Pyralux® for Minimizing Signal Loss at High Speeds

Flex designers rely on the electrical and physical attributes of Pyralux® AP to meet their signal transmission requirements

In today’s fast paced electronics market, computing equipment is operating at ever increasing speeds. When designing flexible circuitry for this equipment, an important goal of the interconnect is to get the signals from point A to point B as fast as possible with a minimal amount of distortion.

Challenge: Maintaining data transmission integrity as signal speeds increase.

Solution: DuPont Pyralux® AP all-polyimide laminate has excellent electrical and mechanical properties for minimizing signal loss at high speeds.

Application Description

At operating frequencies greater than around 1 GHz, signal attenuation of the circuit traces can pose a major problem. Attenuation, also known as loss, is a term that refers to any reduction in the strength of a signal and is a natural consequence of signal transmission. If the attenuation of a signal becomes too high, data transmission can fail. Consequently, designers must find ways to minimize the amount of energy lost by this phenomenon while maintaining the required speed.

Minimize Energy Loss

An effective way to accomplish this is with the dielectric of the circuit material, which acts as an insulator between signals and return paths. Two important electrical properties of the insulator are dielectric constant (Dk) and dissipation factor (df).

Dielectric Constant (DK) and Dissapation Factor (df)

Dielectric constant is a measure of a material’s insulating ability. The velocity of a signal is indirectly proportional to the material’s Dk. Thus, a lower Dk material allows signals to travel faster. Stability of the Dk over high frequencies is also important. If the dielectric constant of the material changes with respect to frequency, then the velocities of the fundamental and each harmonic will be different. This causes the signals to ‘arrive’ at different times and not add up in phase, resulting in a distorted square wave. A low Dk allows a high rate of speed while a stable Dk enables undistorted signal transmissions. Pyralux® AP all-polyimide laminate has a Dk of 3.4, compared to a Dk of around 4.2 for FR-4, and it remains very stable up to frequencies as high as 20 GHz or more.

Dissipation factor, or loss tangent, is a measure of an insulating material’s efficiency in minimizing energy loss and is directly proportional to signal attenuation. In materials with relatively high loss tangents, high frequency signals excite molecules in the dielectric causing it to absorb the energy of the signal and consequently inhibit its transmission. Every percentage decrease in dissipation factor results in a percentage increase in usable bandwidth. Pyralux® AP has a loss tangent of 0.002. This is roughly an order of magnitude better than FR-4.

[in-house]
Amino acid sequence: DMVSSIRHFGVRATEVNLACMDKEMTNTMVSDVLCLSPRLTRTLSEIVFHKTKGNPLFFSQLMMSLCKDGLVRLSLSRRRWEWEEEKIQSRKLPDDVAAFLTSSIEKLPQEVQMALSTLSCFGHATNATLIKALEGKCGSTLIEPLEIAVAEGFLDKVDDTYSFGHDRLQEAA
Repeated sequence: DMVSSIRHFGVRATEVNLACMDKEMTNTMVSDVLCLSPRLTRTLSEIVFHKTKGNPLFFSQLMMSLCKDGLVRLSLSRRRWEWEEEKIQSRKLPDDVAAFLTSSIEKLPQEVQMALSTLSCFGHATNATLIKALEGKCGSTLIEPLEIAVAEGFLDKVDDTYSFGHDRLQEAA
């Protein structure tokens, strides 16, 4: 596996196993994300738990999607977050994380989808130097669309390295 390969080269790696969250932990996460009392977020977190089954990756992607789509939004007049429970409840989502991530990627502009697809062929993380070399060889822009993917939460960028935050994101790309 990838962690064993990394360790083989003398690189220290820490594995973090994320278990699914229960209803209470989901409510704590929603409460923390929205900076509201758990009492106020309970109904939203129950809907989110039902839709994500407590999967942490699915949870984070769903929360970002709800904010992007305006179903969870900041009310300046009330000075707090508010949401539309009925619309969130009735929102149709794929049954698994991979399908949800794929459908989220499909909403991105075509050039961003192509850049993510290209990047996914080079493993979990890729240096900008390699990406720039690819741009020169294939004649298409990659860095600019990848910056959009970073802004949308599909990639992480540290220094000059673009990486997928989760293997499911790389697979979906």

Impedance Control

In addition to these electrical properties, certain physical properties also play a key role in ensuring signal integrity, specifically by controlling it’s impedance. Tight impedance control ensures strong signal transmission from the source to the destination. A mismatch of impedance causes part of the signal to be reflected back to its source, thus causing distortion.

Two important material properties that influence impedance are the thickness and tolerance of the dielectric. For a given impedance target, a thicker dielectric allows the designer to use wider signal traces. Besides the added benefit of higher manufacturing yields, wider traces have lower percentage variation in cross-sectional area than narrower traces. This, along with a tight dielectric thickness tolerance, allows for overall improved impedance control. Pyralux® AP is the first all-polyimide flexible circuit material to be offered in dielectric thicknesses of 3 mils and greater, up to a maximum of 20 mils. Additionally, the thickness of the dielectric is tightly controlled, with a tolerance of +5%.

Another material property that influences signal loss is the roughness of the copper trace. As frequencies increase, the signal current tends to flow more on the surface of the conductors. As the skin depth (which is the effective depth of the trace that carries the high speed current) decreases, it approaches the roughness measure of the copper, resulting in increased transmission line resistance. A smooth copper surface reduces the amount of loss associated with this effect. Pyralux® AP is available with either rolled annealed (RA) copper or reverse treat electro-deposited (RTED) copper, both of which have much lower Ra and Rz values than traditional ED copper.

Materials Selected and Why

DuPont™ Pyralux® AP all-polyimide laminate is enabling the manufacture and use of flexible circuits in a growing number of high frequency applications. Flex designers are increasingly relying on the electrical and physical attributes of Pyralux® AP to meet their signal transmission requirements in today’s fast paced world.